Whitehead, Travis Stacey v. Commonwealth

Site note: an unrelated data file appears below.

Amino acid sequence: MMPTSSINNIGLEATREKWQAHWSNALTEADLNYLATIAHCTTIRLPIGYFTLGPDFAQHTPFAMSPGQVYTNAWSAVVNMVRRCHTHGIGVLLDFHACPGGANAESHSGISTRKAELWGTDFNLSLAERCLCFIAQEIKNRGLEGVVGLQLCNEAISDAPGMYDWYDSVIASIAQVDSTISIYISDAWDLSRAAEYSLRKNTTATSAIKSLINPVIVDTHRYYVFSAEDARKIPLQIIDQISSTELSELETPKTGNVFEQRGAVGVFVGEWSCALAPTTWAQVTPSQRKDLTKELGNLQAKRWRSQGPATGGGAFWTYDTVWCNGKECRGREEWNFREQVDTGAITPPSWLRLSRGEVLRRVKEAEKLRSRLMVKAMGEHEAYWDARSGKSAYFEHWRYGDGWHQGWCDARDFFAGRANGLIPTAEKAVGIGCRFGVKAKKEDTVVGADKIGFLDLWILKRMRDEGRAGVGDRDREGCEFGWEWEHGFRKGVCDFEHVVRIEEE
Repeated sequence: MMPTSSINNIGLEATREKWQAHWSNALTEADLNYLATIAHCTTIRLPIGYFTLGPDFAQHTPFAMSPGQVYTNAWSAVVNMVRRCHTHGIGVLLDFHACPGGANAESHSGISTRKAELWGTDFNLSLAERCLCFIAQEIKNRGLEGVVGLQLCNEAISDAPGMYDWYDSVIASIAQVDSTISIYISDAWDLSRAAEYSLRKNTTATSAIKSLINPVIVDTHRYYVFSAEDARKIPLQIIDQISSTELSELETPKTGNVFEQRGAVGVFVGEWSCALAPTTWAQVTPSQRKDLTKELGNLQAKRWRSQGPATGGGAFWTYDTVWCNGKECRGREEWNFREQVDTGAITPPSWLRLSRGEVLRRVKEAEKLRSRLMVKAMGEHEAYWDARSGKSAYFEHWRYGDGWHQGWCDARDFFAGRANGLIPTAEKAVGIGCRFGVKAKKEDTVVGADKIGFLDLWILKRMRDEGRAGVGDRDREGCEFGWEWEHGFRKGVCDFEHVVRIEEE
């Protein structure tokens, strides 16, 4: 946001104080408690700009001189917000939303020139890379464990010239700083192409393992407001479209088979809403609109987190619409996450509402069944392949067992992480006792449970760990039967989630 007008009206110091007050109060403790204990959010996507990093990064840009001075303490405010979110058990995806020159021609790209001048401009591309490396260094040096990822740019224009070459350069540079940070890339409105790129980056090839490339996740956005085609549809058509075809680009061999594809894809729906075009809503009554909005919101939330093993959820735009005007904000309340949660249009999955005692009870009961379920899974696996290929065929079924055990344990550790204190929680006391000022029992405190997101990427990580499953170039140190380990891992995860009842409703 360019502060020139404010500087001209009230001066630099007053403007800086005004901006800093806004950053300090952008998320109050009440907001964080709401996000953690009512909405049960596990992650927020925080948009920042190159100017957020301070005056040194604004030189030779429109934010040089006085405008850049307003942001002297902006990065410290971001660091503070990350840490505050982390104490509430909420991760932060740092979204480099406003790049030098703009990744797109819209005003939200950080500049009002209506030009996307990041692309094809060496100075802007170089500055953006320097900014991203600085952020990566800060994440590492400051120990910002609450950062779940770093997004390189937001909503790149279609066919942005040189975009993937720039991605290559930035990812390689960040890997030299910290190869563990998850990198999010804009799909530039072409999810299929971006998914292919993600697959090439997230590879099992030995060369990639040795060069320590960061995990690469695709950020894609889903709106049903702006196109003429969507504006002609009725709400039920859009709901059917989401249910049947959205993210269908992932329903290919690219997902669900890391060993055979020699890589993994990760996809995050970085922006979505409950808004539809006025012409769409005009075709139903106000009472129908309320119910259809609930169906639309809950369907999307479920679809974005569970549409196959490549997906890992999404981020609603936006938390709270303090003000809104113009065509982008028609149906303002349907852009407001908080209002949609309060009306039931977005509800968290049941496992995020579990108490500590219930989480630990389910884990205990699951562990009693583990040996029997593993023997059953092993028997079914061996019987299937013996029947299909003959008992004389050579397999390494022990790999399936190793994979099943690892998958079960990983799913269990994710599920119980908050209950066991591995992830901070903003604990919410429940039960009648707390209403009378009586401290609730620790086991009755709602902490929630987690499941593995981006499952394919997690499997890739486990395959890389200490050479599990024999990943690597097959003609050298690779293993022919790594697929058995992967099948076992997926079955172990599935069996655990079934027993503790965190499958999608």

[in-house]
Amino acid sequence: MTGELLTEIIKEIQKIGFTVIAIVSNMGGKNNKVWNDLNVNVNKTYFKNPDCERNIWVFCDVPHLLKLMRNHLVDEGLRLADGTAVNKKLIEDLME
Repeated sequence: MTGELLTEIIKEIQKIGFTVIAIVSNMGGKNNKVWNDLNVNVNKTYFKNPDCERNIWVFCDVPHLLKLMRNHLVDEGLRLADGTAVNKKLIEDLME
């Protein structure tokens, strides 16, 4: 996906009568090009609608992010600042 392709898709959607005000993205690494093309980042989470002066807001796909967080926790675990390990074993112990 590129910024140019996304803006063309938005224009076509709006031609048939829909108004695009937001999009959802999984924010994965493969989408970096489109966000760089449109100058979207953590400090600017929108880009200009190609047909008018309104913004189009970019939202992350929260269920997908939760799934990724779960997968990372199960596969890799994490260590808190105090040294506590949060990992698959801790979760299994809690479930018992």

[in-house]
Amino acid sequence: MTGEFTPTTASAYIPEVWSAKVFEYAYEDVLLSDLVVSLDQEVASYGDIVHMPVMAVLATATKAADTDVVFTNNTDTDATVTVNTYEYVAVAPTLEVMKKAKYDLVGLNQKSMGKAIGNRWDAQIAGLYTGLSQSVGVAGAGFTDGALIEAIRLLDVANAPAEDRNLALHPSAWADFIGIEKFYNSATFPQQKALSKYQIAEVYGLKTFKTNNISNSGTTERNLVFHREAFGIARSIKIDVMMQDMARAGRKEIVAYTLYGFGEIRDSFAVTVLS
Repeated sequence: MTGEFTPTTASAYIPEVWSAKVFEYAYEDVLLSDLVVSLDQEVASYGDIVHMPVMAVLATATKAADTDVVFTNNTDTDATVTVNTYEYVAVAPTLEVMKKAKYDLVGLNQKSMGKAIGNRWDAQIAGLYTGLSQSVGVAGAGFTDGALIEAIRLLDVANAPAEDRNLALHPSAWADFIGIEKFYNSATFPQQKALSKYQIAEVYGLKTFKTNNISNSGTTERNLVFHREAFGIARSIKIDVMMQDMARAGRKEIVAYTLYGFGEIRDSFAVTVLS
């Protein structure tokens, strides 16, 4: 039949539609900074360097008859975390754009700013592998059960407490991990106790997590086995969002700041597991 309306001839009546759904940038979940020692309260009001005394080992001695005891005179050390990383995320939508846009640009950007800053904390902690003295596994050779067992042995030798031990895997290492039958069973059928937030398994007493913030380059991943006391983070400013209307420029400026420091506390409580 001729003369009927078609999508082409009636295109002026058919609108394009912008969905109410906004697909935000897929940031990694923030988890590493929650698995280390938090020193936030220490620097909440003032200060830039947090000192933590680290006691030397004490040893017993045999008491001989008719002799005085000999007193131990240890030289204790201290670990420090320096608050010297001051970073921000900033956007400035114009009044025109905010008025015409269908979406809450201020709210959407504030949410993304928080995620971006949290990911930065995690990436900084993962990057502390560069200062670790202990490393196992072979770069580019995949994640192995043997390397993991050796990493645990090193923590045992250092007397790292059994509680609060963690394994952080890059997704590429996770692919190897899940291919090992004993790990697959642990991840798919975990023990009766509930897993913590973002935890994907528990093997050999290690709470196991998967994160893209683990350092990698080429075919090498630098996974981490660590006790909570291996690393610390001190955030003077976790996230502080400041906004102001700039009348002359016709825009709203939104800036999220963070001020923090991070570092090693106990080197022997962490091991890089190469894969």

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PRESENT: All the Justices TRAVIS STACEY WHITEHEAD v. Record No. 082458 OPINION BY JUSTICE CYNTHIA D. KINSER September 18, 2009 COMMONWEALTH OF VIRGINIA FROM THE COURT OF APPEALS OF VIRGINIA In this appeal, we hold that a positive alert on a vehicle by a trained narcotics detection dog, combined with the subsequent fruitless searches of the vehicle, the driver, and two passengers, does not provide sufficient particularized probable cause to allow a search of the only remaining passenger in the vehicle. We will therefore reverse the judgment of the Court of Appeals holding that the search at issue did not violate the Fourth Amendment. FACTS AND PROCEEDINGS Around 3:00 P.M. on April 19, 2006, Officer Jay Quigley, who was employed by the City of Suffolk Police Department, stopped a vehicle for a traffic violation. The driver and three passengers occupied the stopped vehicle; Travis Stacey Whitehead was the "rear right passenger." Soon after the traffic stop, Officer J. B. Carr arrived on the scene with his certified narcotics detection dog, Xanto. Officer Carr and Xanto were qualified at trial, without objection, as a "drug detection unit" and Xanto was certified to detect the odors of marijuana, cocaine, heroin, and methamphetamine. While the driver and the three passengers were still inside the vehicle, Officer Carr walked Xanto around the vehicle, starting at the rear on the passenger's side and proceeding to the driver's door where Xanto alerted by sitting and waiting for his reward. Xanto is trained to sit if he detects the odor of narcotics at his head height or above, and to lie down when the odor is at ground level. Officer Carr relayed to Officer Quigley the fact that Xanto had alerted on the vehicle. Other than advising the occupants that Officer Quigley would search the vehicle, Officer Carr and Xanto did not take any further action with respect to the vehicle or its occupants. Upon learning from Officer Carr that Xanto had alerted on the vehicle, Officer Quigley directed the driver and the three passengers to exit the vehicle. but found nothing. He then searched the vehicle Officer Quigley next searched the vehicle's occupants, starting with the driver, then the front passenger, and finally the two individuals who were sitting in the back seat. The fourth and last person to be searched was Whitehead. Officer Quigley did not find any narcotics during his search of the first three occupants. However, when he searched Whitehead, Officer Quigley discovered what he described as "two syringes in [Whitehead's] right front pants pocket [and] in the same pocket 2 was a paper towel [with] a beer bottle cap wrapped up in it." According to Officer Quigley, the bottle cap had "a burnt residue inside of it." Based on his training and experience, Officer Quigley believed that the residue was heroin. Subsequent forensic analysis of the bottle cap confirmed the residue was in fact heroin. Whitehead was subsequently indicted for possession of "a Schedule I or II controlled substance, in violation of" Code ยง 18.2-250. As the case proceeded in the Circuit Court of the City of Suffolk, Whitehead filed a motion to suppress the evidence found on his person. At a hearing on the motion to suppress, Whitehead conceded that the alert by the narcotics detection dog on the vehicle gave the police officer probable cause to search the vehicle. However, Whitehead argued that the officer did not have probable cause to search the occupants of the vehicle "without some sort of individualized probable cause" as to each person. With regard to Xanto's alert on the vehicle, the following information was elicited during Officer Carr's cross-examination by Whitehead's attorney: Q. [Defense Counsel:] [Xanto has] been trained to [detect] the odor of narcotics? A. [Officer Carr:] Yes, sir. Q. Now, that doesn't always mean that there are narcotics strongly in the vehicle; is that correct? 3 A. That's correct. Q. Sometimes there may be an old odor or something like that? A. Yes, sir. Q. But there is nothing found? A. Correct. . . . . Q. And when he searched the car - or the locations he alerts on, does that actually mean that that's the location of the drugs? A. No. That's where he gets the odor from. Q. Which means it's just where he's got the best airflow? A. Yes, sir. The circuit court denied Whitehead's motion to suppress, stating in its letter opinion: I conclude, first, that the alert by the drug dog constituted probable cause to search the vehicle. When that search yielded no drugs, and the searches of the driver and two other passengers likewise yielded no drugs, I conclude that the arresting officer then had particularized probable cause to search the defendant, whether he had been arrested or not. Whitehead subsequently entered a conditional guilty plea reserving his right to challenge on appeal the circuit court's denial of his motion to suppress. The circuit court found Whitehead guilty of the charged offense and sentenced him to five years incarceration, with three years and two months suspended. 4 The Court of Appeals of Virginia, in a published opinion, held that the circuit court did not err in denying the motion to suppress and thus affirmed Whitehead's conviction. Whitehead v. Commonwealth, 53 Va. App. 1, 7, 668 S.E.2d 435, 438 (2008). The Court of Appeals concluded that, "[e]ven if we assume arguendo that a trained dog's detection of the scent of drugs coming from an occupied car does not, of itself, provide sufficiently particularized probable cause to search each of the car's occupants for drugs, . . . on these facts . . . the search of Whitehead's person did not violate the Fourth Amendment." at 5, 668 S.E.2d at 436-37. Id. Continuing, the Court of Appeals stated: In this case, the officers had probable cause to search the car following Xanto's alert. And, by the time the officers searched Whitehead, they had probable cause to search his person through the process of elimination. Each fruitless search - of the car and of the other occupants of the car increased the likelihood that Whitehead possessed the odorous contraband detected by Xanto's trained nose. While it may have been more a result of luck rather than a profound understanding of the Fourth Amendment, we hold that by the time the officers searched Whitehead they possessed the necessary probable cause to justify the search. Id. at 7, 668 S.E.2d at 438 (footnote omitted). 1 1 The Court of Appeals also concluded that Whitehead lacked standing to challenge the searches of the first, second, and third occupants of the vehicle and therefore refused to address Whitehead's argument that the court should ignore those previous fruitless searches in deciding whether probable cause existed to search him. The Court of Appeals stated that it "assess[es] the 5 We granted Whitehead this appeal. In his sole assignment of error, Whitehead asserts the Court of Appeals erred in holding that the search of his person did not violate the Fourth Amendment. DISCUSSION On appeal, Whitehead does not challenge the lawfulness of the traffic stop or the fact that the police officer had probable cause to search the vehicle based on the positive alert See Jones v. Commonwealth, 277 by the narcotics detection dog. Va. 171, 180, 670 S.E.2d 727, 732 (2009) (a positive alert from a narcotics detection dog establishes probable cause to search a vehicle). Thus, the only issue in this case is whether, after the search of the vehicle and three of its four occupants revealed no contraband, the police officer then had probable cause to search Whitehead. 2 The appellate standard of review applicable in this case is well settled: existence of probable cause at the time the search [is] conducted." Whitehead, 53 Va. App. at 7 n.3, 668 S.E.2d at 438 n.3. 2 As Whitehead correctly notes, a search of his person was justified only as a search incident to a custodial arrest. See United States v. Robinson, 414 U.S. 218, 236 (1973) (search incident to a custodial arrest does not violate the Fourth Amendment). Thus, the actual question is whether probable cause existed to arrest Whitehead. See United States v. Di Re, 332 U.S. 581, 587 (1948) (determining whether defendant was lawfully arrested since ensuing search was permissible if probable cause to arrest existed). 6 In reviewing the denial of a motion to suppress evidence claiming a violation of a person's Fourth Amendment rights, we consider the facts in the light most favorable to the Commonwealth, the prevailing party at trial. The burden is on the defendant to show that the trial court committed reversible error. We are bound by the trial court's factual findings unless those findings are plainly wrong or unsupported by the evidence. We will review the trial court's application of the law de novo. Malbrough v. Commonwealth, 275 Va. 163, 168-69, 655 S.E.2d 1, 3 (2008); accord Murphy v. Commonwealth, 264 Va. 568, 573, 570 S.E.2d 836, 838 (2002). Relying on the rationale of the Court of Appeals, the Commonwealth argues that by the time the police officer searched Whitehead, the officer had the necessary probable cause to justify that search. Whitehead, however, asserts the positive alert by the narcotics detection dog provided probable cause to search only the vehicle and that there were no facts particularized as to him to establish probable cause that he was engaged in criminal activity. Our analysis of the issue before us is guided by the decisions of the Supreme Court of the United States in United States v. Di Re, 332 U.S. 581 (1948), Ybarra v. Illinois, 444 U.S. 85 (1979), and Maryland v. Pringle, 540 U.S. 366 (2003), and this Court's decision in El-Amin v. Commonwealth, 269 Va. 15, 607 S.E.2d 115 (2005). In Di Re, an informant named Reed told an investigator that he was to buy "counterfeit gasoline ration coupons" from an 7 individual named Buttitta at a particular location. 583. 332 U.S. at The investigator and a detective followed Buttitta's vehicle until it arrived at the appointed place. Id. The officers proceeded to the vehicle and found Reed, the only occupant of the rear seat, holding two gasoline ration coupons, which later proved to be counterfeit. Id. Reed stated he had obtained the coupons from Buttitta, who was sitting in the driver's seat. beside Buttitta. Id. Id. Michael Di Re was sitting in the front seat All three were taken into custody, frisked for weapons, and transported to the police station. Id. At the police station, Di Re complied with a request to empty the contents of his pockets. Id. Upon doing so, Di Re pulled out two gasoline and several fuel oil ration coupons. Id. Di Re was subsequently "booked" and another search at that time revealed one hundred gas ration coupons. Re's possession were counterfeit. All the coupons in Di Id. The Government argued the search of Di Re was "justified as incident to a lawful arrest" or, in the alternative, that the "search of his person was justified as incident to search of a vehicle reasonably believed to be carrying contraband." 583-84. Id. at The Supreme Court initially considered the second ground and assumed without deciding, since the vehicle was not searched, that there was probable cause to search the vehicle. The Court then held: 8 We see no ground for expanding the ruling in [Carroll v. United States, 267 U.S. 132 (1925)] to justify this arrest and search as incident to the search of a car. We are not convinced that a person, by mere presence in a suspected car, loses immunities from search of his person to which he would otherwise be entitled. Id. at 586-87. Since the Government also defended the search on the basis that it was incident to a lawful arrest, the Court then determined whether there was probable cause to arrest Di Re and search his person incident to that arrest. Noting the Government conceded that the only person who committed a possible misdemeanor in the open presence of the officer was Reed, and that the police had acquired previous information as to Buttitta's selling coupons to Reed but had no such information as to Di Re, the Court concluded that Di Re's presence was not enough to justify the arrest. Id. at 592. The Court also rejected the Government's reliance on a conspiracy to show probable cause to arrest Di Re. Id. at 593. The Court stated that whatever suspicion might result from Di Re's mere presence seems diminished, if not destroyed, when Reed, present as the informer, pointed out Buttitta, and Buttitta only, as a guilty party. No reason appears to doubt that Reed willingly would involve Di Re if the nature of the transaction permitted. Yet he did not incriminate Di Re. Any inference that everyone on the scene of a crime is a party to it must disappear if the Government informer singles out the guilty person. 9 Id. at 594. In Ybarra, several police officers executed a warrant authorizing the search of a particular tavern and its bartender. 444 U.S. at 88. Upon entering the tavern, the officers informed all those present that they were going to conduct a "cursory search for weapons." Id. One of the officers proceeded to pat down each of the customers, including Ventura Ybarra. Id. Although the officer felt what he described as "a cigarette pack with objects in it," he did not remove the pack from Ybarra's pocket. Id. Id. Instead, he proceeded to pat down other customers. Several minutes later, the officer returned to Ybarra and frisked him once again, relocating and retrieving the cigarette pack. Id. at 89. Inside the pack the officer found six foil packets containing a substance that later proved to be heroin. Id. The trial court denied Ybarra's motion to suppress the evidence found during the search of his person because the search was justified under an Illinois statute. 3 Id. The Supreme Court, in reviewing the case, first noted that the complaint for the search warrant did not allege that persons illegally purchasing drugs frequented the bar, nor did it even 3 "An Illinois statute authorize[d] law enforcement officers to detain and search any person found on premises being searched pursuant to a search warrant, to protect themselves from attack or to prevent the disposal or concealment of anything described in the warrant." Ybarra, 444 U.S. at 87. 10 so much as mention the patrons of the tavern. Id. at 90. The Court concluded that "[n]ot only was probable cause to search Ybarra absent at the time the warrant was issued, it was still absent when the police executed the warrant" because the police "had no reason to believe that he had committed, was committing, or was about to commit any offense under state or federal law." Id. at 90-91. According to the Court, "Ybarra made no gestures indicative of criminal conduct, made no movements that might suggest an attempt to conceal contraband, and said nothing of a suspicious nature to the police officers." Id. at 91. Thus, the Court found that "the agents knew nothing in particular about Ybarra, except that he was present, along with several other customers, in a public tavern at a time when the police had reason to believe that the bartender would have heroin for sale." Id. The Court further explained: It is true that the police possessed a warrant based on probable cause to search the tavern in which Ybarra happened to be at the time the warrant was executed. But, a person's mere propinquity to others independently suspected of criminal activity does not, without more, give rise to probable cause to search that person. Where the standard is probable cause, a search or seizure of a person must be supported by probable cause particularized with respect to that person. This requirement cannot be undercut or avoided by simply pointing to the fact that coincidentally there exists probable cause to search or seize another or to search the premises where the person may happen to be. The Fourth and Fourteenth 11 Amendments protect the legitimate expectations of privacy of persons, not places. Each patron who walked into [the tavern] was clothed with constitutional protection against an unreasonable search or an unreasonable seizure. That individualized protection was separate and distinct from [that] protection possessed by the proprietor of the tavern or by [the bartender]. Although the search warrant, issued upon probable cause, gave the officers authority to search the premises and to search [the bartender], it gave them no authority whatever to invade the constitutional protections possessed individually by the tavern's customers. Id. at 91-92 (footnotes, citations, and internal quotation marks omitted). The Court also rejected the State's argument that the first pat down of Ybarra, permissible as a Terry frisk, provided justification for the second search that uncovered the heroin. The Court held, "[t]he initial frisk of Ybarra was simply not supported by a reasonable belief that he was armed and presently dangerous, a belief which this Court has invariably held must form the predicate to a pat down of a person for weapons." Id. at 92-93 (footnote omitted). In Pringle, a police officer stopped a vehicle for speeding. 540 U.S. at 368. Three occupants were in the vehicle: the driver, who was also the owner of the vehicle; Pringle, the front-seat passenger; and the back-seat passenger. Id. When the driver opened the glove compartment to retrieve his registration, the officer observed a large amount of rolled- 12 up cash. Id. During a consensual search of the vehicle, the police officer retrieved $763 from the glove compartment and "five plastic glassine baggies containing cocaine from behind the back-seat armrest." Id. After none of the occupants of the vehicle would provide information about the ownership of the contraband, the officer arrested all three individuals and transported them to the police station. Id. at 368-69. Pringle, while in custody and after waiving his Miranda rights, admitted that the cocaine belonged to him and claimed the other occupants did not know about the drugs. Id. at 369. The trial court denied Pringle's motion to suppress these statements as the fruit of an illegal arrest, holding that the officer had probable cause to arrest Pringle. Id. On review before the Supreme Court, it was uncontested that the officer, upon recovering the five plastic baggies containing suspected cocaine, had probable cause to believe a felony had been committed. Id. at 370. Thus, "[t]he sole question [was] whether the officer had probable cause to believe that Pringle committed that crime." Id. In deciding that question, the Court stated: We think it an entirely reasonable inference from these facts that any or all three of the occupants had knowledge of, and exercised dominion and control over, the cocaine. Thus a reasonable officer could conclude that there was probable cause to believe Pringle committed the crime of possession of cocaine, either solely or jointly. 13 Id. at 372. The Court distinguished its holding in Ybarra, explaining: Pringle and his two companions were in a relatively small automobile, not a public tavern. [We have] noted that "a car passenger unlike the unwitting tavern patron in Ybarra will often be engaged in a common enterprise with the driver, and have the same interest in concealing the fruits or the evidence of their wrongdoing." Here we think it was reasonable for the officer to infer a common enterprise among the three men. The quantity of drugs and cash in the car indicated the likelihood of drug dealing, an enterprise to which a dealer would be unlikely to admit an innocent person with the potential to furnish evidence against him. Id. at 373 (quoting Wyoming v. Houghton, 526 U.S. 295, 304-05 (1999) (citations omitted)). The Court also noted that, unlike the situation in Di Re when the informant singled out the guilty person, none of the three men singled out any one of them with respect to the ownership of the cocaine or money. Id. at 374. Finally, in this Court's decision in El-Amin, we upheld the constitutionality of a frisk for weapons based on an officer's reasonable and particularized suspicion that El-Amin was armed and dangerous. 269 Va. at 23, 607 S.E.2d at 119. There, police officers received an anonymous tip that six young black males were at a specified location smoking marijuana. S.E.2d at 116. Id. at 18, 607 Two officers responded, and although they observed no signs of criminal activity, they approached four young black males walking near the identified location and asked to speak with them. Id. Two of the men walked over to the 14 police officers, but El-Amin and the fourth individual remained further back and separate from each other. Id. Two other police officers then arrived on the scene, and one of them, Officer Williams, "immediately observed the fourth individual turn away and shove his hands into his waistband." Id. Officer Williams directed the fourth individual to turn around and face him, but that individual did not comply. Id. So, Officer Williams conducted a pat down search of the fourth individual. Id. When the officer felt what he believed was a gun, he yelled "gun." Id. Officer Williams found a pellet gun in the fourth individual's waistband. Id. Upon hearing Officer Williams yell "gun," another officer conducted a pat down search of El-Amin and found a .38-caliber revolver. Id. The officer then arrested El-Amin for illegal possession of a firearm as a juvenile, searched him incident to the arrest, and found marijuana and cocaine in his pockets. Id. El-Amin contended that the officer had no particularized suspicion to believe he was engaged in criminal activity or that he was a danger to the officer and, therefore, "the search and seizure, based solely on El-Amin's association or physical proximity to the other three youths, was unconstitutional." at 19-20, 607 S.E.2d at 117. Id. The Commonwealth argued that the legitimate concern for officer safety justified the pat down at issue and that, under those circumstances, particularized 15 suspicion was not required. Id. at 21, 607 S.E.2d at 118. The Commonwealth urged the Court to adopt a rule in such cases that "approves the search of the companion of a person validly detained based solely on the status of companion." Id. This Court declined to adopt such a per se rule. Id. Nevertheless, we concluded that the officer's concern for his and the other officers' safety was warranted because the encounter took place in the evening in a high crime area and the four individuals appeared to be in a group. S.E.2d at 118. Id. at 22, 607 Continuing, we held: [U]pon learning that the fourth individual had a hand gun, [the police officer] was warranted in inferring that the inherent tendency toward violence demonstrated by one group member carrying a gun raised reasonable and particularized safety concerns as to other members of the same group. The circumstances in this case support the officer's objectively reasonable apprehension that, upon discovery of a weapon on the person of one member of the group, the other members of the group might also be armed and dangerous. Id. at 23, 607 S.E.2d at 119. In reaching this conclusion, we emphasized that El-Amin's companionship status alone was [not] sufficient to authorize a pat down search [and] that an officer's generalized concern for his safety alone would [not] validate such a search under the Fourth Amendment. The totality of the facts in this case place, time, discovery of a weapon, and group activity validates the pat down search under the principles utilized by the Supreme Court when considering Fourth Amendment challenges to searches and seizures. Id. We also distinguished Ybarra, stating: 16 Ybarra is not dispositive here because in Ybarra the officers did not consider the patron and bartender as part of a group, the officers had no reason to believe that they were subject to any particular danger from any of the patrons in the bar, and simply told all patrons that they were conducting a cursory search for weapons. Id. at 22 n.5, 607 S.E.2d at 118 n.5 (internal quotation marks omitted). The United States Supreme Court's decisions in Di Re and Ybarra demonstrate that probable cause to arrest and/or search an individual must be particularized to that individual; mere proximity to criminal activity alone is insufficient to establish probable cause. However, as illustrated by the decision in Pringle, evidence showing a common criminal enterprise can provide the necessary link between criminal activity and an individual so as to establish probable cause sufficiently particularized to that individual. Although El- Amin involved a frisk for weapons based on the lesser standard of reasonable articulable suspicion, see Bass v. Commonwealth, 259 Va. 470, 475, 525 S.E.2d 921, 923 (2000) (recognizing that the standard of "reasonable suspicion" requires a lesser showing than the standard of "probable cause"), this Court nevertheless required something more than El-Amin's mere companionship status. Instead, we considered the totality of the circumstances, i.e., "place, time, discovery of a weapon, and group activity," and concluded that sufficient particularized 17 safety concerns existed as to El-Amin and the other members of the group to justify the frisk for weapons. El-Amin, 269 Va. at 23, 607 S.E.2d at 119. In the case at bar, viewing the evidence in the light most favorable to the Commonwealth, we hold that probable cause to search Whitehead was absent. After the positive alert by the trained narcotics detection dog, Officer Quigley unquestionably had probable cause to search the vehicle. 180, 670 S.E.2d at 732. See Jones, 277 Va. at However, without something more, the positive alert did not provide probable cause sufficiently particularized as to Whitehead to allow the search of his person. In contrast to the situation in Pringle, the Commonwealth presented no evidence, other than Whitehead's status as a passenger in the vehicle, indicating that Whitehead and the other passengers were involved in any common enterprise involving criminal activity. There also was no evidence indicating Whitehead individually was committing, had committed, or was about to commit a criminal offense. See Di Re, 332 U.S. at 594 (informant singled out guilty individual). The Commonwealth, however, argues that Xanto's positive alert indicated that contraband was present somewhere, and after no contraband was found in the vehicle or on the other three occupants, that somewhere had to be on Whitehead's person. Based on the evidence in this record, we are unwilling to draw 18 such a conclusion. While the fruitless searches of the vehicle and the other occupants increased the likelihood that the contraband detected by Xanto was on Whitehead's person, it also increased the likelihood that the dog alerted to the odor of contraband no longer present in the vehicle. Officer Carr testified at the suppression hearing that a positive alert by Xanto did not necessarily mean that drugs were currently present in the automobile; rather, Xanto could have alerted to an "old odor." The positive alert by Xanto and the subsequent fruitless searches of the vehicle and three of its occupants may have created a strong suspicion that contraband was present on Whitehead's person; however, probable cause requires more than a strong suspicion. See Jones, 277 Va. at 178, 670 S.E.2d at 731 ("[P]robable cause exists when 'there is a fair probability that contraband or evidence of a crime will be found in a particular place.'") (quoting United States v. Grubbs, 547 U.S. 90, 95 (2006) (quoting Illinois v. Gates, 462 U.S. 213, 238 (1983))). Based on the record in this case, the positive alert and the fruitless searches were not sufficient to establish probable cause particularized as to Whitehead that he was concealing contraband on his person. Evidence of other factors such as those present in Pringle or El-Amin was needed to establish the requisite probable cause. See State v. Voichahoske, 709 N.W.2d 19 659, 671 (Neb. 2006) (finding that a positive canine alert on a vehicle and subsequent fruitless search of the vehicle, combined with evidence of complicity in concealing the identity of the driver of the vehicle, provided probable cause particularized to the passenger that he was concealing drugs on his person); see also State v. Gibson, 108 P.3d 424, 430 (Idaho Ct. App. 2005) ("Probable cause to believe that drugs are located in an automobile may not automatically constitute probable cause to arrest all persons located in the vehicle; some additional factors would generally have to be present, indicating to the officer that those persons possessed the contraband."); People v. Fondia, 740 N.E.2d 839, 843 (Ill. App. Ct. 2000) ("'A canine alert on the exterior of the vehicle supports the general proposition that drugs may well be located within the vehicle, but not the more specific proposition that the drugs are concealed on a particular occupant thereof.'" (quoting Woodbury v. Florida, 730 So. 2d 354, 359 (Fla. Dist. Ct. App. 1999) (Harris, J., dissenting))); State v. Wallace, 812 A.2d 291, 30203 (Md. 2002) (holding that a positive canine alert on a vehicle, without any other indicia of possession of contraband specifically related to the passenger, is insufficient to establish probable cause to search a non-owner, non-driver of the vehicle). But see United States v. Anchondo, 156 F.3d 1043, 1045 (10th Cir. 1998) (holding that a positive canine alert 20 provides probable cause to arrest the driver of the vehicle and finding that a fruitless search of the vehicle made it more likely that the contraband was on the bodies of the driver and passenger); State v. Ofori, 906 A.2d 1089, 1099 (Md. Ct. Spec. App. 2006) ("Because of the close association between contraband in a vehicle and the driver of (or other passenger in) the vehicle, either finding the drugs in the vehicle, as in Pringle, or probable cause to believe that they are in the vehicle, as in this case, necessarily implicates the driver and passengers."). CONCLUSION For these reasons, we conclude the search of Whitehead's person violated his Fourth Amendment rights. Appeals erred by holding otherwise. The Court of Because the evidence seized from Whitehead should have been suppressed, there would be insufficient evidence to sustain a conviction on retrial. Accordingly, we will reverse the judgment of the Court of Appeals, vacate Whitehead's conviction, and dismiss the indictment. See Jackson v. Commonwealth, 267 Va. 666, 681, 594 S.E.2d 595, 603 (2004). Reversed and dismissed. 21